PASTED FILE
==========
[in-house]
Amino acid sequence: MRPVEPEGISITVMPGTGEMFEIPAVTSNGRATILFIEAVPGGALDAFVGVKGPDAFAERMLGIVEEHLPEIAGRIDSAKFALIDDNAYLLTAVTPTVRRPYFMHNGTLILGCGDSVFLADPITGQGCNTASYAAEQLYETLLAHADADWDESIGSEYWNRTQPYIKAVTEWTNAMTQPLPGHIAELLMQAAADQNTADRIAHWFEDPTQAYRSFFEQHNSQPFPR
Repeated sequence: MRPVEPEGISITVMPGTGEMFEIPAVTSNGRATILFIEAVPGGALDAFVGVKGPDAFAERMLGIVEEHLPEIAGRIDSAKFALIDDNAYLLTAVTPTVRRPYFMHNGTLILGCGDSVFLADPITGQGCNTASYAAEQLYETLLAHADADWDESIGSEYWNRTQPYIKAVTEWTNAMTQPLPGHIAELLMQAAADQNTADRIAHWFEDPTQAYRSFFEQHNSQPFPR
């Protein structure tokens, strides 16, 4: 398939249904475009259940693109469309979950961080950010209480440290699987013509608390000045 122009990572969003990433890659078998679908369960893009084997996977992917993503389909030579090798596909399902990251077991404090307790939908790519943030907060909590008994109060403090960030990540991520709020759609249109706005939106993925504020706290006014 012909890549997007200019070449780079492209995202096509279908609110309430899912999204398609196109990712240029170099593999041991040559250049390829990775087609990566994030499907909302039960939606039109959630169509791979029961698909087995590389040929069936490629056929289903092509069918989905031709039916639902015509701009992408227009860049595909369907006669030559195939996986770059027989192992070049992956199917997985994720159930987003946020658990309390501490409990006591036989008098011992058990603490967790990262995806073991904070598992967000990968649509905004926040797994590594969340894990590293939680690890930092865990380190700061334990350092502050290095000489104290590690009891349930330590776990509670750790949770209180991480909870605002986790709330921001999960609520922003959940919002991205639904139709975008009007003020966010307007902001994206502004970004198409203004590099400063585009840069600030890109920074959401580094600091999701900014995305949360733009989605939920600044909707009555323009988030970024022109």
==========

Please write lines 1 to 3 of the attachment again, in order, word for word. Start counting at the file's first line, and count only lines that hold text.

[in-house]
Amino acid sequence: MRPVEPEGISITVMPGTGEMFEIPAVTSNGRATILFIEAVPGGALDAFVGVKGPDAFAERMLGIVEEHLPEIAGRIDSAKFALIDDNAYLLTAVTPTVRRPYFMHNGTLILGCGDSVFLADPITGQGCNTASYAAEQLYETLLAHADADWDESIGSEYWNRTQPYIKAVTEWTNAMTQPLPGHIAELLMQAAADQNTADRIAHWFEDPTQAYRSFFEQHNSQPFPR
Repeated sequence: MRPVEPEGISITVMPGTGEMFEIPAVTSNGRATILFIEAVPGGALDAFVGVKGPDAFAERMLGIVEEHLPEIAGRIDSAKFALIDDNAYLLTAVTPTVRRPYFMHNGTLILGCGDSVFLADPITGQGCNTASYAAEQLYETLLAHADADWDESIGSEYWNRTQPYIKAVTEWTNAMTQPLPGHIAELLMQAAADQNTADRIAHWFEDPTQAYRSFFEQHNSQPFPR